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Export Award For Lean Meats

Farmers Doing It For Themselves - Export Award For Lean Meats

Hastings, May 7, 2003 -- Lean Meats, a Hastings-based company that was set up by farmers to ensure they got the best prices for their lamb, has won a Trade New Zealand Export Award for achieving annual foreign exchange earnings in excess of $20 million.

(Note to Editors: Media are invited to attend the presentation of the Trade New Zealand Export Award to Lean Meats by the Associate Minister of Agriculture the Honourable Damien O’Connor, at 11.30am on Wednesday 7 May 2003, at the company’s premises, Corner Gallien & Heretaunga Streets, Hastings).

Lean Meats was founded in 1989 by about 100 farmers from the lower North Island to market and distribute niche lamb products, primarily to the USA, where CEO John Atkins says returns for specialty lamb are higher than anywhere else in the world.

“We were dissatisfied with our lamb returns when we were coming off subsidies and figured that we should at least go and have a look at the market ourselves.

“Two of us went over to the USA and did basic market research to look at what the market wants, how we can get our product up there and do the maths stack up. We came back, started the business and it’s grown steadily ever since.” Mr Atkins gave up his job as a farmer to run Lean Meats with founder partner Phil Guscott being the company’s chairman.

“Based on our market research we deduced it was critical to have a presence in the US market in order to provide the customer what they want, not what we think they want – that’s a critical success factor in exporting.”

In 1989 Mr Atkins and his wife moved to San Francisco to set up the US end of the business and find clients.

“We wore out a lot of shoe leather knocking on doors. We initially targeted the smaller retail markets, supermarkets and restaurants, facing a lot of competition from Australian lamb in particular. As Americans eat very little lamb, it is a difficult market to increase.

“We sell to the end user and that differentiates us. Another key point of differentiation is that we supply a consistent well cut product and a level of service over and above all other competitors.” Mr Atkins says a lot of the small supermarkets it originally secured as clients have now consolidated. He says that has been a key to Lean Meat’s success – as its little clients got bigger Lean Meats has grown with them. Three years ago the couple returned to New Zealand so John could manage the Hastings office, with a staff of seven. His son took over the running of the US office, which now has 22 staff, including John Atkins' daughter. Mr Atkins says the Americans like the family aspect of the business.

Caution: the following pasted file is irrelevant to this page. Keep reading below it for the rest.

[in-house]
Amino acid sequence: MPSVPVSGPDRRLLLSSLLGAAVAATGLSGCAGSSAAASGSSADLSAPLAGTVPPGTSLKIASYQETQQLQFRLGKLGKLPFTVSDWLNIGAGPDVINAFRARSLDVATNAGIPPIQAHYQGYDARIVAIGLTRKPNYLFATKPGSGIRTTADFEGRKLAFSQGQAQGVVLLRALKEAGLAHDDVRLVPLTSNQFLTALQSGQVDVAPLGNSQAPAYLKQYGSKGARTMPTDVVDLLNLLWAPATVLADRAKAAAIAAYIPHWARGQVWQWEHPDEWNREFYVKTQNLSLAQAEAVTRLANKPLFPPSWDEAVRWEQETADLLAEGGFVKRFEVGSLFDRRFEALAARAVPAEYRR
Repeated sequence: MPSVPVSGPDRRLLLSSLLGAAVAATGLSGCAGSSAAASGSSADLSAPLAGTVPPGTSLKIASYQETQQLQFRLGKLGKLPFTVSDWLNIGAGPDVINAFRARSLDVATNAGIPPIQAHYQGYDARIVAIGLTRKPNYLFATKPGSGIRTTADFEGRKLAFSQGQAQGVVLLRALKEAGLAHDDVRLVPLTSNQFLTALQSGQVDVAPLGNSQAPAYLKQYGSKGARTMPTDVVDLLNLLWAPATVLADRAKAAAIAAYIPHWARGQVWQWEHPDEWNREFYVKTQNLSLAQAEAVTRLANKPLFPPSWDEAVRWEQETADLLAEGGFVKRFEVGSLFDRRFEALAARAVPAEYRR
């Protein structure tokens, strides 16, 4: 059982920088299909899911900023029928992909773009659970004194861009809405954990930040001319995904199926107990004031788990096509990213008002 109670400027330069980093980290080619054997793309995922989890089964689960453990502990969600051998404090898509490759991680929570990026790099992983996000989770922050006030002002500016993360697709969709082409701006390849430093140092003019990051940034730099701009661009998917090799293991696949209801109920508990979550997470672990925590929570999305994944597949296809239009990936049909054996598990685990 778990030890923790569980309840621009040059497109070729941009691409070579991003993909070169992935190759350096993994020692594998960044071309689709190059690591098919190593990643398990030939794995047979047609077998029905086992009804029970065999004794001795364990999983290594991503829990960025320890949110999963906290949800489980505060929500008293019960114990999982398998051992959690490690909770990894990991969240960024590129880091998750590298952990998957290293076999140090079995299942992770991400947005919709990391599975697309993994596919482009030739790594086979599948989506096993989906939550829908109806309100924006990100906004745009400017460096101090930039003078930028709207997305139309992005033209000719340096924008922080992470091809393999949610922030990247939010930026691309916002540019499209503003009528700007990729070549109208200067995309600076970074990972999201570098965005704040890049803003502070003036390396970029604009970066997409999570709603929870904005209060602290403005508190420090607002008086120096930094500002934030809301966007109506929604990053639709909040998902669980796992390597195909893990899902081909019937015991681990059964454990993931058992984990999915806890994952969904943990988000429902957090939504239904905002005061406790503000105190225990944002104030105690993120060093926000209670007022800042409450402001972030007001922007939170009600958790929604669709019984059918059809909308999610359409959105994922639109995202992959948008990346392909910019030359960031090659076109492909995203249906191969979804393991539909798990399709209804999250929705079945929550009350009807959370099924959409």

Exports account for about 90% of Lean Meat’s business. The USA is by far its largest export market, although product is also sold to other markets, including the EU, Asia and Canada.

Foreign exchange earnings have increased significantly in recent years, in part the result of increased capability. In addition to its 100 shareholders, Lean Meat now buys lamb from a further 150 farmers who are spread throughout the lower North Island, from Taupo to the Hawke’s Bay to the Manawatu and Wairarapa. Mr Atkins says that geographical diversity of its suppliers is deliberate as it protects supply in the face of droughts for example, which is currently impacting on farmers in the Manawatu. In the early years Mr Atkins says Lean Meats had to work hard to keep the farmer shareholders in the programme, with no profit recorded for the first five years.

“We didn’t think it would take that long but we were working with uneconomic volumes. The meat business is a volume business; that is why so few start-ups are successful. Until you can sell a container load, size handicaps you out of the ballgame.”

Trade New Zealand Sector Specialist - Meat and Seafood, Ross Graham, congratulated Lean Meats on its Export Award win.

“Lean Meat’s strength lies in its vertical integration. By controlling all parts of the chain it can ensure its customers receive quality products for a price they see as reasonable and its suppliers receive market returns for their lamb.

“It’s also agile and quick to respond to market needs. R&D has always been high on its list of priorities – not only transportation of finished product to ensure it gets to the market in the best condition, but also how the organisation can help improve livestock to meet their criteria.”

John Atkins says the personal relationship Lean Meats builds with its clients is one of the keys to its success. To strengthen its position in the USA market, the company has started a distribution business, supplying customers with other products in addition to New Zealand lamb. Mr Atkins says these products are sourced both domestically and internationally and range from rattlesnakes to beaver tails.

He says future plans are to do more of the same to manage the growth of chilled lamb business. That includes keeping close tabs on competitors from the USA and Australia in particular.

“I have two sayings in this business. The first is you snooze you lose. And secondly, someone is always trying to steal your lunch, so be vigilant, have the systems in place to get early warning what’s happening and have a good plan to deal with it.”

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